Puerto Rico government officials told investors Tuesday that the Commonwealth’s Fiscal 2014 General Fund budget revenue will grow by $1.7 billion, or 17 percent, largely due to new tax measures, amendments to Law 154 and an expansion of the Sales and Use Tax (IVU, as it is known in Spanish) base.
During an afternoon webcast, the administration’s economic team provided an update on the government’s fiscal and economic development progress, which also included an update on the GDB’s financial health, and a five-year plan “for achieving a more diversified, knowledge-driven economy.”
The extensive presentation was prefaced by a message from Gov. Alejandro García-Padilla, who told investors connected online that the government “is going to do everything necessary for Puerto Rico to honor all of its commitments,” referring to existing loan and bond obligations.
The Commonwealth’s approved budget for fiscal year 2014 was designed to reduce the budget deficit from $2.37 billion in FY2012, and a projected $1.29 billion in FY2013, to $820 million in FY2014, by enhancing and diversifying the government’s revenue base, including an increase in the Law 154 excise tax to 4 percent, and by reducing the government’s reliance on debt service restructuring, said GDB Chairman David Chafey.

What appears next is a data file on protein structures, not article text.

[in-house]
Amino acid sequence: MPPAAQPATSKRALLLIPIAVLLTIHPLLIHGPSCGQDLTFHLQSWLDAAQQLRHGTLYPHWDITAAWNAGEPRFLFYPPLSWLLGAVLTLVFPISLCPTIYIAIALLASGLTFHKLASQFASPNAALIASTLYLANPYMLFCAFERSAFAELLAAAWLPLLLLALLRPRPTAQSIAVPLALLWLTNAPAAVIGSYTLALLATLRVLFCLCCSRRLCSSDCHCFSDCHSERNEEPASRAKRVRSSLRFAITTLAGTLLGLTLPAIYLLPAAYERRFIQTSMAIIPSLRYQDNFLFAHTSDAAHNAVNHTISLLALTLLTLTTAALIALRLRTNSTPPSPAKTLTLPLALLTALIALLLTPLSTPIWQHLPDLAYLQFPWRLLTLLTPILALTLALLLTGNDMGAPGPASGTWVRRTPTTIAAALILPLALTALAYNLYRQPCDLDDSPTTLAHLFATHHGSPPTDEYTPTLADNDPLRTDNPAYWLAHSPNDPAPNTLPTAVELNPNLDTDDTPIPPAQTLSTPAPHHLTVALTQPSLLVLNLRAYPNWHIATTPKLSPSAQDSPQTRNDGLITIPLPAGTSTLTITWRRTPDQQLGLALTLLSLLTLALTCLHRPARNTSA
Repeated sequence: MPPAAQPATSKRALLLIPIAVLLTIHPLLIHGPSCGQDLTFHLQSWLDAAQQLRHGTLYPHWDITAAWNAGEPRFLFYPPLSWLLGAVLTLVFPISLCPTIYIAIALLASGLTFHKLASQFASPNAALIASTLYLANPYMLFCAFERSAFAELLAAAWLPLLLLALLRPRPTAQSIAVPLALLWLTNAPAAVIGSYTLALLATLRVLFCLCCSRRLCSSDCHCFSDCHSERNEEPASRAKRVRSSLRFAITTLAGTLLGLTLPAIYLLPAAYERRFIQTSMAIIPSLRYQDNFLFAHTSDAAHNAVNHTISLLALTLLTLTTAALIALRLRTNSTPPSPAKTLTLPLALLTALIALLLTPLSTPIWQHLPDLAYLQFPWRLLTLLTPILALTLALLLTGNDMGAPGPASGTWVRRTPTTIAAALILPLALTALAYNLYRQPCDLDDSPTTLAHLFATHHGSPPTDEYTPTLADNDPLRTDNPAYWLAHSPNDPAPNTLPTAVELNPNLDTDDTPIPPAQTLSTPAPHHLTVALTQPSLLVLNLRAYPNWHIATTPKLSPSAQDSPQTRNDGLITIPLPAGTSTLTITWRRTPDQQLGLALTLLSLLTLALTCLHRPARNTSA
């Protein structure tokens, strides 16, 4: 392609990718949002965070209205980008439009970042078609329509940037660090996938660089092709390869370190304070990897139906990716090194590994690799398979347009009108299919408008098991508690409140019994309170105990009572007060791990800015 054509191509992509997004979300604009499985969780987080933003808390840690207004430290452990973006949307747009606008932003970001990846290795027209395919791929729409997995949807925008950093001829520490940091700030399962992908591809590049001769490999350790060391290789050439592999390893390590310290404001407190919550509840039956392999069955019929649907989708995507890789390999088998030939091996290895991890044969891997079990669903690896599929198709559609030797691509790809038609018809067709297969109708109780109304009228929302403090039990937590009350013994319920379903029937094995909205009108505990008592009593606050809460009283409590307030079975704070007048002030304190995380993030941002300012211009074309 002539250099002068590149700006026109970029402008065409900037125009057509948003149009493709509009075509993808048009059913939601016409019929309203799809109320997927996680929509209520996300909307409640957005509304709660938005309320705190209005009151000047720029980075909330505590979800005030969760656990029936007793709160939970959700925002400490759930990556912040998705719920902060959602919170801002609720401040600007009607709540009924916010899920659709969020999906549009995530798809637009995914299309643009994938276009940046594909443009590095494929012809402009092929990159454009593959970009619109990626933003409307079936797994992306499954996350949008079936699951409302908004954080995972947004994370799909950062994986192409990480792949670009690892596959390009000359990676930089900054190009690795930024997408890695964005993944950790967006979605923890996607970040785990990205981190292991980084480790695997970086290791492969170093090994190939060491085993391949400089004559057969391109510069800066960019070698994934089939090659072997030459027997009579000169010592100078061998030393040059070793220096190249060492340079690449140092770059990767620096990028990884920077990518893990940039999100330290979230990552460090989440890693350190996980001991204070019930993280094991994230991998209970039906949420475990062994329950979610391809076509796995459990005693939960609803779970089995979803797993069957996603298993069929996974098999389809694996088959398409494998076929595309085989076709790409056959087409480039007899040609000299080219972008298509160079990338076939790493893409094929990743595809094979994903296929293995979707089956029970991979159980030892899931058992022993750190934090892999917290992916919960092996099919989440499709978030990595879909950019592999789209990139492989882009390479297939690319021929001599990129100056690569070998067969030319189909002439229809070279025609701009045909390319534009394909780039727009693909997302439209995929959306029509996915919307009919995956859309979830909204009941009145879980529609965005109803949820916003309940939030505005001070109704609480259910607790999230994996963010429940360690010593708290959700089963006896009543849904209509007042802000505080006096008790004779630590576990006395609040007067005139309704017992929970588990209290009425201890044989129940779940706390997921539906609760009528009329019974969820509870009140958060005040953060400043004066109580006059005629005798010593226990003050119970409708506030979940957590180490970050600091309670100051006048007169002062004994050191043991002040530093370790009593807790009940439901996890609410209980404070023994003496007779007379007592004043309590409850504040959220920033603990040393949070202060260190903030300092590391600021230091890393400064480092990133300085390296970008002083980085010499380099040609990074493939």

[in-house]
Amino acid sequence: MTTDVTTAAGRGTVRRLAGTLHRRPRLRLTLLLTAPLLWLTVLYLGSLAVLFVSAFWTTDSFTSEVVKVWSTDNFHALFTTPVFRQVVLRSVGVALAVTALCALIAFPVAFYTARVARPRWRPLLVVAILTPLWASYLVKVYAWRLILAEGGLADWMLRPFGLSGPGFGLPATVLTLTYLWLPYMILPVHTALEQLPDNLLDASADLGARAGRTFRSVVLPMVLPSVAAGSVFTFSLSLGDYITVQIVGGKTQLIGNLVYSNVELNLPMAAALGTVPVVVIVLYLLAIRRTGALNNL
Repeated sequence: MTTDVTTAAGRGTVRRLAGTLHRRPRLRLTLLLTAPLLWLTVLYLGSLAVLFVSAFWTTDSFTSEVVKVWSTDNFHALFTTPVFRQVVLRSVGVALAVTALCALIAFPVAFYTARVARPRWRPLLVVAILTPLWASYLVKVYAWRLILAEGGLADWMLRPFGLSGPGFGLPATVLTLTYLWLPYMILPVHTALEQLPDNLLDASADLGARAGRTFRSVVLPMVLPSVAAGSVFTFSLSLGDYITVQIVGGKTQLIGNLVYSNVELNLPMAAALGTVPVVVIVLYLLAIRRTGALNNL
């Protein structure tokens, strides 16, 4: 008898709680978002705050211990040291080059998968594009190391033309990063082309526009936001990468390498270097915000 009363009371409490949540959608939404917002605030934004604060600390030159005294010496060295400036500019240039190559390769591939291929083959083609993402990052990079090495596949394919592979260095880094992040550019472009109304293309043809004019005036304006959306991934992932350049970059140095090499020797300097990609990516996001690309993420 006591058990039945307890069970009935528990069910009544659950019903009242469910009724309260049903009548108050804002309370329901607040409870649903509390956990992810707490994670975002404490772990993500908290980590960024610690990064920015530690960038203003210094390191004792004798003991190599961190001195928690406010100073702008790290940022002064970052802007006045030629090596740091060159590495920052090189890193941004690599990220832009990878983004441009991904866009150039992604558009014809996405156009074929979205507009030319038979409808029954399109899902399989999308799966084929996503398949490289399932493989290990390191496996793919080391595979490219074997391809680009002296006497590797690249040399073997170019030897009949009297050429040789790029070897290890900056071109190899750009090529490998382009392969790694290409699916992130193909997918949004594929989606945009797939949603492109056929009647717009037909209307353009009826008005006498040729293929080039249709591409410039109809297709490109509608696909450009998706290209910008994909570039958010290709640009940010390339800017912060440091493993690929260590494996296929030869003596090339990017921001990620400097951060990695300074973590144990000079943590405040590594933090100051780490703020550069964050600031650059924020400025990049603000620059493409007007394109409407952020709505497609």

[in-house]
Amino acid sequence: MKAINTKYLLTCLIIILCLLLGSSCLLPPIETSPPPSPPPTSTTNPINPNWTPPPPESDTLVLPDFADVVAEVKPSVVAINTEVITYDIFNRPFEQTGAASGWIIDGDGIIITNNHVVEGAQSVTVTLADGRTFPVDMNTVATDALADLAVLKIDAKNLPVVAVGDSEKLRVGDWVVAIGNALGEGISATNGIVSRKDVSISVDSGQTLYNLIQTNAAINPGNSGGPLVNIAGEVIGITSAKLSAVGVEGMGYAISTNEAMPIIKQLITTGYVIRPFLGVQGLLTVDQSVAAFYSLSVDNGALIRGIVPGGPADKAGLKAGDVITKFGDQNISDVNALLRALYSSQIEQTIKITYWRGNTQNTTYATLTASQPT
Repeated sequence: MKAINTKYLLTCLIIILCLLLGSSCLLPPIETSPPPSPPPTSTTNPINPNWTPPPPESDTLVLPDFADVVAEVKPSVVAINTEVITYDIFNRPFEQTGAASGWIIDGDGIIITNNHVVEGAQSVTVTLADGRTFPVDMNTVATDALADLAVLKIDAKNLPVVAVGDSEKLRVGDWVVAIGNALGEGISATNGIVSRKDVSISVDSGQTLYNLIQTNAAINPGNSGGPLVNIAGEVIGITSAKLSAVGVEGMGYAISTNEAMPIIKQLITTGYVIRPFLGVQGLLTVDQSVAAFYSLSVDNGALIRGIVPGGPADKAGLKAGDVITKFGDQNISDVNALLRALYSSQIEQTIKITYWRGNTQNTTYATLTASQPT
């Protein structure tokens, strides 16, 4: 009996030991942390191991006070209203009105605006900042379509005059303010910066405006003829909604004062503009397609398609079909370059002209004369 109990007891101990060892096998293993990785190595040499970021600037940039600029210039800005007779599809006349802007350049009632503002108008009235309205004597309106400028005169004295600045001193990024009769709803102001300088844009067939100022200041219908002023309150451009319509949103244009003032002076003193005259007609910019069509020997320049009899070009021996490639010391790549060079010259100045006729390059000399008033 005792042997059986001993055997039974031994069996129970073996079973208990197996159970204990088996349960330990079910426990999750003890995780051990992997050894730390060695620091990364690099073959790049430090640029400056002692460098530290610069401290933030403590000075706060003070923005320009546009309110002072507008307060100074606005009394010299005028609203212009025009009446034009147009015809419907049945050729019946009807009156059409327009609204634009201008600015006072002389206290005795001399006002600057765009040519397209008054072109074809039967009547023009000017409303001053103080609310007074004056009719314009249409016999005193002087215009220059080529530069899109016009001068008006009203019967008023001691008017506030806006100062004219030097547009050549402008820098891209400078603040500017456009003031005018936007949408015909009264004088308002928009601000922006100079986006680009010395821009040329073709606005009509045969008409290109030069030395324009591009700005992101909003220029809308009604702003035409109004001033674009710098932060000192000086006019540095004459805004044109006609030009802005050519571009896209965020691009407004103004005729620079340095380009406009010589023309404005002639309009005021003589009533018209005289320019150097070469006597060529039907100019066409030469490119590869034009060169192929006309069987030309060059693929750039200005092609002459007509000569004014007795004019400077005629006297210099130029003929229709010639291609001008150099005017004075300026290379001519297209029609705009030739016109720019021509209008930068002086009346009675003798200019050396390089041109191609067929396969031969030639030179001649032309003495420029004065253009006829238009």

The government’s General Fund budgets for FY 2013 and FY 2014 include a debt service restructuring of $775 million ($600 million in General Obligation and $175 million in Public Building Authority bonds) and $575 million (in GOs), respectively.
“For the first time since FY 2009, there will be no PBA debt service restructuring in FY 2014. Our plan is to significantly reduce debt service restructuring for FY 2015 and eliminate the practice by FY 2016,” Chafey said, noting that the government is looking end the “scoop and toss” practice of borrowing and refunding by 2016.
The next steps in the Commonwealth’s fiscal plan include Teachers Retirement System reform and further deficit reduction, with the goal of a balanced budget by no later than FY 2016.
Officials said legislation will be submitted by year’s end to address the funding problem at the Teacher’s Retirement System, which is already ruffling feathers among educators who fear they will lose benefits as a result.
“Before the end of the calendar year, we will present legislation to reform our teacher’s pension system to ensure that the system does not run out of assets and pension benefits can be paid when due,” Chafey said.
Meanwhile, the economic team that included Interim GDB President José Pagán-Beauchamp, Treasury Secretary Melba Acosta-Febo, Office of Management and Budget Executive Director Carlos Rivas, Economic Development and Commerce Secretary Alberto Bacó, Antonio Medina, Executive Director of the Puerto Rico Industrial Development Company, and José Coleman-Tió, executive vice president and general counsel of the GDB.
During the presentation, Chafey said steps have been taken to turn public corporations — the Puerto Rico Aqueduct and Sewer Authority, the Puerto Rico Electric Power Authority, and the Ports Authority, into self-sufficient entities capable of operating without the need for budgetary subsidies or operational loans from the GDB in FY 2014.